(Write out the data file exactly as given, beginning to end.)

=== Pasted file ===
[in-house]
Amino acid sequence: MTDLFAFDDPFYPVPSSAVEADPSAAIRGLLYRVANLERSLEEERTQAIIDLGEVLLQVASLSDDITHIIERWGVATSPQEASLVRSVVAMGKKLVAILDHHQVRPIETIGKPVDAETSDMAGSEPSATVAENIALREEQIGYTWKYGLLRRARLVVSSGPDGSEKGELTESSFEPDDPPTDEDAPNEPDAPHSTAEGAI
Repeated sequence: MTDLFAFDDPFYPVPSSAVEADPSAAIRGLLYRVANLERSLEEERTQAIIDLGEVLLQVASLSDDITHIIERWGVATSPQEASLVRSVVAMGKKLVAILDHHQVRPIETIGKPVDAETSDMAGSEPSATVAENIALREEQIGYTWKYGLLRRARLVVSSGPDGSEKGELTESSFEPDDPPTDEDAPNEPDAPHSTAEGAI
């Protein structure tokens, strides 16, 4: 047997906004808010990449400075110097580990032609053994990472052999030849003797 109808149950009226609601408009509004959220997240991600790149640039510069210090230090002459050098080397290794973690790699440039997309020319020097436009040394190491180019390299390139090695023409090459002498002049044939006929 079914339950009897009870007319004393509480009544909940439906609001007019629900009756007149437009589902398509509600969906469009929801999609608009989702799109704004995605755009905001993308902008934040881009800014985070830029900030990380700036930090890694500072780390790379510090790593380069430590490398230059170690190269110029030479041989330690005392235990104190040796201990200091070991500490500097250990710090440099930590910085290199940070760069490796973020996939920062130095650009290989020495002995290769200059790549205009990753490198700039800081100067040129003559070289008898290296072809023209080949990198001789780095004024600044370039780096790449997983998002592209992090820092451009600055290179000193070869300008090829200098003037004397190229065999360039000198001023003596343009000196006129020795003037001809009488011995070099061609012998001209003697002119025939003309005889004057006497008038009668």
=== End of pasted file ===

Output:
[in-house]
Amino acid sequence: MTDLFAFDDPFYPVPSSAVEADPSAAIRGLLYRVANLERSLEEERTQAIIDLGEVLLQVASLSDDITHIIERWGVATSPQEASLVRSVVAMGKKLVAILDHHQVRPIETIGKPVDAETSDMAGSEPSATVAENIALREEQIGYTWKYGLLRRARLVVSSGPDGSEKGELTESSFEPDDPPTDEDAPNEPDAPHSTAEGAI
Repeated sequence: MTDLFAFDDPFYPVPSSAVEADPSAAIRGLLYRVANLERSLEEERTQAIIDLGEVLLQVASLSDDITHIIERWGVATSPQEASLVRSVVAMGKKLVAILDHHQVRPIETIGKPVDAETSDMAGSEPSATVAENIALREEQIGYTWKYGLLRRARLVVSSGPDGSEKGELTESSFEPDDPPTDEDAPNEPDAPHSTAEGAI
């Protein structure tokens, strides 16, 4: 047997906004808010990449400075110097580990032609053994990472052999030849003797 109808149950009226609601408009509004959220997240991600790149640039510069210090230090002459050098080397290794973690790699440039997309020319020097436009040394190491180019390299390139090695023409090459002498002049044939006929 079914339950009897009870007319004393509480009544909940439906609001007019629900009756007149437009589902398509509600969906469009929801999609608009989702799109704004995605755009905001993308902008934040881009800014985070830029900030990380700036930090890694500072780390790379510090790593380069430590490398230059170690190269110029030479041989330690005392235990104190040796201990200091070991500490500097250990710090440099930590910085290199940070760069490796973020996939920062130095650009290989020495002995290769200059790549205009990753490198700039800081100067040129003559070289008898290296072809023209080949990198001789780095004024600044370039780096790449997983998002592209992090820092451009600055290179000193070869300008090829200098003037004397190229065999360039000198001023003596343009000196006129020795003037001809009488011995070099061609012998001209003697002119025939003309005889004057006497008038009668």